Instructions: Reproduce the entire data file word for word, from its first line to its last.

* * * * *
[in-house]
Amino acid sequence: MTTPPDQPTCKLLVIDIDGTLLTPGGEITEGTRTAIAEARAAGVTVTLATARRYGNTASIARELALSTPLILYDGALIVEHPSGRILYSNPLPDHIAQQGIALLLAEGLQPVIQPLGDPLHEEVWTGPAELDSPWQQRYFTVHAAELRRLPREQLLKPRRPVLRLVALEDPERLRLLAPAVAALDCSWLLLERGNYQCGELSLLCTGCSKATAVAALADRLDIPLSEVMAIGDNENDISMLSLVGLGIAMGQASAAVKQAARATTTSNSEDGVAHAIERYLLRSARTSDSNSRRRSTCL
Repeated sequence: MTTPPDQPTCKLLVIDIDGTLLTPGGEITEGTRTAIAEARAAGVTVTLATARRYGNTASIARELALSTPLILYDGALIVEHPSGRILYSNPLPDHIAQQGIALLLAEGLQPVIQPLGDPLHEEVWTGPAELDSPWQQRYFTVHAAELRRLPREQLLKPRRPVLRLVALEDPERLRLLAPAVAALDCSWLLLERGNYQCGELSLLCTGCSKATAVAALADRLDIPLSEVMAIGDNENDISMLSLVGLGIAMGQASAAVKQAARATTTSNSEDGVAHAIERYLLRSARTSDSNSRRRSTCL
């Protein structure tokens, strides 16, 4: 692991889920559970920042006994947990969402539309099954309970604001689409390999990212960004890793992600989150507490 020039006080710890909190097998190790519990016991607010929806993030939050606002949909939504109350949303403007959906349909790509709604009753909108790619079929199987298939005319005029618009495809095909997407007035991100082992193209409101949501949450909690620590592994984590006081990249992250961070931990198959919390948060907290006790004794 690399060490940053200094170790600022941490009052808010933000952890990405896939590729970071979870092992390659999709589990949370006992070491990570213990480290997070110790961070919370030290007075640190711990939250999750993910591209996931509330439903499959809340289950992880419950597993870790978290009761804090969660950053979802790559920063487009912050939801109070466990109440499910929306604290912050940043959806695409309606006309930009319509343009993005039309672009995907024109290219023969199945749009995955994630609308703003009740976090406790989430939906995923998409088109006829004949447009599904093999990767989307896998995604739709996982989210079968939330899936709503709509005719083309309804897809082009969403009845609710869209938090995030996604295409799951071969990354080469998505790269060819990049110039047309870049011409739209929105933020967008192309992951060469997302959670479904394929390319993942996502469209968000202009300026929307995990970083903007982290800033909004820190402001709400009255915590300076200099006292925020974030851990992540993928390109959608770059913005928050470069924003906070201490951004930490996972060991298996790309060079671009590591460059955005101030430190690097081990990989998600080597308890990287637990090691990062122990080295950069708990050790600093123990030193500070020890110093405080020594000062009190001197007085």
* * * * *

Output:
[in-house]
Amino acid sequence: MTTPPDQPTCKLLVIDIDGTLLTPGGEITEGTRTAIAEARAAGVTVTLATARRYGNTASIARELALSTPLILYDGALIVEHPSGRILYSNPLPDHIAQQGIALLLAEGLQPVIQPLGDPLHEEVWTGPAELDSPWQQRYFTVHAAELRRLPREQLLKPRRPVLRLVALEDPERLRLLAPAVAALDCSWLLLERGNYQCGELSLLCTGCSKATAVAALADRLDIPLSEVMAIGDNENDISMLSLVGLGIAMGQASAAVKQAARATTTSNSEDGVAHAIERYLLRSARTSDSNSRRRSTCL
Repeated sequence: MTTPPDQPTCKLLVIDIDGTLLTPGGEITEGTRTAIAEARAAGVTVTLATARRYGNTASIARELALSTPLILYDGALIVEHPSGRILYSNPLPDHIAQQGIALLLAEGLQPVIQPLGDPLHEEVWTGPAELDSPWQQRYFTVHAAELRRLPREQLLKPRRPVLRLVALEDPERLRLLAPAVAALDCSWLLLERGNYQCGELSLLCTGCSKATAVAALADRLDIPLSEVMAIGDNENDISMLSLVGLGIAMGQASAAVKQAARATTTSNSEDGVAHAIERYLLRSARTSDSNSRRRSTCL
């Protein structure tokens, strides 16, 4: 692991889920559970920042006994947990969402539309099954309970604001689409390999990212960004890793992600989150507490 020039006080710890909190097998190790519990016991607010929806993030939050606002949909939504109350949303403007959906349909790509709604009753909108790619079929199987298939005319005029618009495809095909997407007035991100082992193209409101949501949450909690620590592994984590006081990249992250961070931990198959919390948060907290006790004794 690399060490940053200094170790600022941490009052808010933000952890990405896939590729970071979870092992390659999709589990949370006992070491990570213990480290997070110790961070919370030290007075640190711990939250999750993910591209996931509330439903499959809340289950992880419950597993870790978290009761804090969660950053979802790559920063487009912050939801109070466990109440499910929306604290912050940043959806695409309606006309930009319509343009993005039309672009995907024109290219023969199945749009995955994630609308703003009740976090406790989430939906995923998409088109006829004949447009599904093999990767989307896998995604739709996982989210079968939330899936709503709509005719083309309804897809082009969403009845609710869209938090995030996604295409799951071969990354080469998505790269060819990049110039047309870049011409739209929105933020967008192309992951060469997302959670479904394929390319993942996502469209968000202009300026929307995990970083903007982290800033909004820190402001709400009255915590300076200099006292925020974030851990992540993928390109959608770059913005928050470069924003906070201490951004930490996972060991298996790309060079671009590591460059955005101030430190690097081990990989998600080597308890990287637990090691990062122990080295950069708990050790600093123990030193500070020890110093405080020594000062009190001197007085």